The “dangerous ideas” covered in this issue include private religion; asylum seekers and refugees; new apocalyptic religious movements; distortion of Christian beliefs, loving terrorists, and more.
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So what makes an idea genuinely dangerous?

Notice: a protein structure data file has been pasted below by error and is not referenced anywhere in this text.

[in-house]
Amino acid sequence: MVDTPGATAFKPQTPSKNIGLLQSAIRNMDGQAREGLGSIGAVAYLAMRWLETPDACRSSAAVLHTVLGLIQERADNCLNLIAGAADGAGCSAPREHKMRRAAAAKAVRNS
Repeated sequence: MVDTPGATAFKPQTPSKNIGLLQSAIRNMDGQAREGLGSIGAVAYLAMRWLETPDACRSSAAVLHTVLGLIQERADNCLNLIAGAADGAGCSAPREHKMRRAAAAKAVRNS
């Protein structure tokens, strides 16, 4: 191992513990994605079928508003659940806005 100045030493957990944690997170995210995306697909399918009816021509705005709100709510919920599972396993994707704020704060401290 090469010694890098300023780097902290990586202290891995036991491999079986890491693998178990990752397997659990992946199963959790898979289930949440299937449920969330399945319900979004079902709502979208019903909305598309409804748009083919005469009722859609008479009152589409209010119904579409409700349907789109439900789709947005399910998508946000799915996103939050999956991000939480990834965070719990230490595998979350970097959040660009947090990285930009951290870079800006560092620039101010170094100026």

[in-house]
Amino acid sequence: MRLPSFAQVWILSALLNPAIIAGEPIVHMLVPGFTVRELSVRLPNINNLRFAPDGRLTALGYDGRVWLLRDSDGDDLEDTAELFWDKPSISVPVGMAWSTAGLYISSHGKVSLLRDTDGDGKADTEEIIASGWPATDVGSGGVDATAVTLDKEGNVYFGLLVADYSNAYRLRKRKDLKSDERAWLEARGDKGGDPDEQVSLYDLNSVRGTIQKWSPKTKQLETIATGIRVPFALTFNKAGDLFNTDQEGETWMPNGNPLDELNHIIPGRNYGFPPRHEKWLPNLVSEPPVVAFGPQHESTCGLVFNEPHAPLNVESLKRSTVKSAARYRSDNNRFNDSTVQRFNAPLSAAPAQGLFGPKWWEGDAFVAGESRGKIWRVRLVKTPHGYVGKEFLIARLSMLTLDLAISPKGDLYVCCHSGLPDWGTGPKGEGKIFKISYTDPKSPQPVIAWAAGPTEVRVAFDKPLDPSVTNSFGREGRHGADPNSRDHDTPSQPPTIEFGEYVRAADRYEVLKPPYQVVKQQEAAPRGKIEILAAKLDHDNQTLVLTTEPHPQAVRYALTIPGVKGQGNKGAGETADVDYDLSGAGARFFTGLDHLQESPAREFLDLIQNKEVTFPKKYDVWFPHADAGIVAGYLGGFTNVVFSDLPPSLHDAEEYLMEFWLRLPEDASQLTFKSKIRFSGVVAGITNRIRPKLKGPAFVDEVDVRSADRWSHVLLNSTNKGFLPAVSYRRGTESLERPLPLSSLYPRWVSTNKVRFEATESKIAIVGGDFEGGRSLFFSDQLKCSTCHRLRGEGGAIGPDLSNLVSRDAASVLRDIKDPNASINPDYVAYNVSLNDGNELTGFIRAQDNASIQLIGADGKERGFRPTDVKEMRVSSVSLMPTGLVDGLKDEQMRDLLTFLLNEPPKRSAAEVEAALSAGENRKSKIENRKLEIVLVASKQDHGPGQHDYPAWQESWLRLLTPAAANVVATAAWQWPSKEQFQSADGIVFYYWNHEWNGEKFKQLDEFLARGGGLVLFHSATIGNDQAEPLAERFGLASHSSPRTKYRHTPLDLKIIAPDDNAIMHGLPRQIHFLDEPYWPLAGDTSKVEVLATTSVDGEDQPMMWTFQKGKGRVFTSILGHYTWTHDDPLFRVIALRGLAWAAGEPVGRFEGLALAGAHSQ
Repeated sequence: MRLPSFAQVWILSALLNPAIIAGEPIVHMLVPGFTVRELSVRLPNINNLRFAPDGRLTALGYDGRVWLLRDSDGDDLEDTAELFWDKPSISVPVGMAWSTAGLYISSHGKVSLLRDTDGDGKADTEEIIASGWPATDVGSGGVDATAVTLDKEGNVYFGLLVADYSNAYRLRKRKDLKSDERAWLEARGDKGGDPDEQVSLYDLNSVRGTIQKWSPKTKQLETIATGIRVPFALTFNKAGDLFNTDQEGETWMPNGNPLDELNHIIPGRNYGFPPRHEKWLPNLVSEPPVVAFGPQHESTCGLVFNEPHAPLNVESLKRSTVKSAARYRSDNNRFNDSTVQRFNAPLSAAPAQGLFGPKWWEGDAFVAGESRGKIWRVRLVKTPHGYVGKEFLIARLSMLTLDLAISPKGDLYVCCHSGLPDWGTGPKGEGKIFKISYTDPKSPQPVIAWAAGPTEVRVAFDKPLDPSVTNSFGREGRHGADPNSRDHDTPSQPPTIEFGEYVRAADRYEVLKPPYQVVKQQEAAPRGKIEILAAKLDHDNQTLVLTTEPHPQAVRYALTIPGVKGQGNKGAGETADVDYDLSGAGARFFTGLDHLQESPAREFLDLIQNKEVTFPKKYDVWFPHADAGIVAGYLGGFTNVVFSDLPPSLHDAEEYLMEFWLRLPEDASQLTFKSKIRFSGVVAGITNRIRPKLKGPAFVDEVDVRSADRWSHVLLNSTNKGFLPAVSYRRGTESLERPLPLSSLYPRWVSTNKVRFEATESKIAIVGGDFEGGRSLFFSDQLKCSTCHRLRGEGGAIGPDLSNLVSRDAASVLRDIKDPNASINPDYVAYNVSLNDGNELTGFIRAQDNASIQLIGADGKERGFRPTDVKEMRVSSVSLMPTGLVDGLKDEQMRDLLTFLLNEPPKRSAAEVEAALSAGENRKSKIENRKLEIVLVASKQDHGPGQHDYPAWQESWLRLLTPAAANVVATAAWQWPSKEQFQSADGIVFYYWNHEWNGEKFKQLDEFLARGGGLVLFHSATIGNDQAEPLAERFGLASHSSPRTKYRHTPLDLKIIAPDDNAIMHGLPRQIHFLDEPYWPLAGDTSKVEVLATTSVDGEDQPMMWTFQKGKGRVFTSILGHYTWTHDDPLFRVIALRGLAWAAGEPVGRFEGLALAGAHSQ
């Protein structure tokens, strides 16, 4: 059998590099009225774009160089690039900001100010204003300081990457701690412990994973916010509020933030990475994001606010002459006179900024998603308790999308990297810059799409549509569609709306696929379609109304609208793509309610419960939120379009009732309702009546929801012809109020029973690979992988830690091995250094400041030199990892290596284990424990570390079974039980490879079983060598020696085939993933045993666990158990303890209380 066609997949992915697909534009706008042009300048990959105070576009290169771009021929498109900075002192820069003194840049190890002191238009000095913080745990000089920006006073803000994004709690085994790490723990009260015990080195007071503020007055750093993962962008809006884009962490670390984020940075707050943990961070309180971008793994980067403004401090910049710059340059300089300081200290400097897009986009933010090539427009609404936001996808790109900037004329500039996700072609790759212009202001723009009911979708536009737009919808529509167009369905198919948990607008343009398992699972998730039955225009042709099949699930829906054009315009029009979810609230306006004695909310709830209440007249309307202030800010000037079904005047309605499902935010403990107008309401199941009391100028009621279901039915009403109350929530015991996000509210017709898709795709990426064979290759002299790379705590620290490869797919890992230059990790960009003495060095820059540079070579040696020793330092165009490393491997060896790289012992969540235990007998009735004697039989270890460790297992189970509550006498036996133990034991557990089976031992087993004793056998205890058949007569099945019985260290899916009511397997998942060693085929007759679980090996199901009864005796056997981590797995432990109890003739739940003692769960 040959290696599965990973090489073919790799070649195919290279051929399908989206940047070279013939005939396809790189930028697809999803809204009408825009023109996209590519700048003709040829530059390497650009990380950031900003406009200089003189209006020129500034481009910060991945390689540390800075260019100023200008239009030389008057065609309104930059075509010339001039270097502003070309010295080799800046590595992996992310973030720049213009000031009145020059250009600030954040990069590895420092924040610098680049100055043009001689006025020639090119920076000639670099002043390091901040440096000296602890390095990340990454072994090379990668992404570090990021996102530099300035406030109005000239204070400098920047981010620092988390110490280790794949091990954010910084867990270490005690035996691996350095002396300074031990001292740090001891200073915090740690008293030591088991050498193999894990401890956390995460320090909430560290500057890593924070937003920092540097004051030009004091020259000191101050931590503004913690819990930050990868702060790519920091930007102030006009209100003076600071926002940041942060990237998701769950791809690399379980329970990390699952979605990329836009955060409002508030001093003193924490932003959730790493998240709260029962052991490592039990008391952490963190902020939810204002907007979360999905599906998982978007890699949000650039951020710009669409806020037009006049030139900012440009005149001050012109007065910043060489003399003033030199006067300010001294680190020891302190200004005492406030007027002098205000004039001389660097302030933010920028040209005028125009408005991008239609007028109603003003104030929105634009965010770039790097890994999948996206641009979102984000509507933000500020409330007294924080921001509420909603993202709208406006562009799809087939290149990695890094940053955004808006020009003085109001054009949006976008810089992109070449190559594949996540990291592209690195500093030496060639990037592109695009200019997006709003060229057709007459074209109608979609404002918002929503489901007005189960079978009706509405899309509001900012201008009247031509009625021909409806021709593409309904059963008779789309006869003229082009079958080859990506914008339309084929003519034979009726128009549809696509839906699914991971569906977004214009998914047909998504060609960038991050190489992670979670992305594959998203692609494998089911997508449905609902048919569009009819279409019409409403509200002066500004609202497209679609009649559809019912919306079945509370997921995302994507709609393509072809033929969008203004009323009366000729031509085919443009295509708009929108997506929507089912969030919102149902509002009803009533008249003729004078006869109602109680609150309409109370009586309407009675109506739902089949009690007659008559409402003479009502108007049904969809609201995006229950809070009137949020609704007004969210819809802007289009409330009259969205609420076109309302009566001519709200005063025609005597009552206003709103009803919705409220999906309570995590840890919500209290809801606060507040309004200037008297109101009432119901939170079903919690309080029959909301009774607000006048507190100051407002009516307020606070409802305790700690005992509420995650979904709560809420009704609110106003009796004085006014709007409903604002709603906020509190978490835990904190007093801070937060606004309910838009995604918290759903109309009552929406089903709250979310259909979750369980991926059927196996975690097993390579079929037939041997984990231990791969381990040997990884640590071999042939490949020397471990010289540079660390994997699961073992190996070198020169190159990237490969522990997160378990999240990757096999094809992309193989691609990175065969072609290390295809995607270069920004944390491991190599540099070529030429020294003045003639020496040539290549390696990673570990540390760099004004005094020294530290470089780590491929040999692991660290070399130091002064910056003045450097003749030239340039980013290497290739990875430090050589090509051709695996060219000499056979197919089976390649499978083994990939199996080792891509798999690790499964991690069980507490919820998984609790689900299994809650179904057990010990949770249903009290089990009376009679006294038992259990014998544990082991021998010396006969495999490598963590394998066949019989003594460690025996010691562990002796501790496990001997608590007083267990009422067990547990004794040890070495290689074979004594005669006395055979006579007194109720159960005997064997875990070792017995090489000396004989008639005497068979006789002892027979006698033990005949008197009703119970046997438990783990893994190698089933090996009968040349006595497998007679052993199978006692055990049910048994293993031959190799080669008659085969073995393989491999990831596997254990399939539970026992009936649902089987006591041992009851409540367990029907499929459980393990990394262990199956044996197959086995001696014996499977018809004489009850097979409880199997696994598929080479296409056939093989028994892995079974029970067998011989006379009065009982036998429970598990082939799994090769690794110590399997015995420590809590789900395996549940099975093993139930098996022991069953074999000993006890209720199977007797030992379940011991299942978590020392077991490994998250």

This issue of St Mark’s Review covers a range of topics relevant to dangerous ideas: private religion; asylum seekers and refugees; new apocalyptic religious movements; the dark side of zeal for God; Christian ministry, competition and rivalry; loving terrorists; distortions of Christian beliefs. They take a variety of approaches to the theme of dangerous ideas: Bruce Stevens and Heather Thomson show in different ways how deeply held Christian beliefs (Stevens) and virtues (Thomson) are susceptible to manipulation and generate violence; Scott Cowdell brings the insights of René Girard to bear on the dangers inherent in the practice of ministry in a rivalrous and competitive culture; Ros Dalziell and Katherine Rainger address the topic of asylum seekers and refugees, drawing upon historical insights from novels (Dalziell) and contemporary film (Rainger); Bernard Doherty examines the negative influence of contemporary apocalyptic religion; Stephen Pickard considers the dangers inherent in private religion; and Geoff Broughton discusses the controversial imperative of Jesus regarding love of the enemy with special reference to the modern terrorist.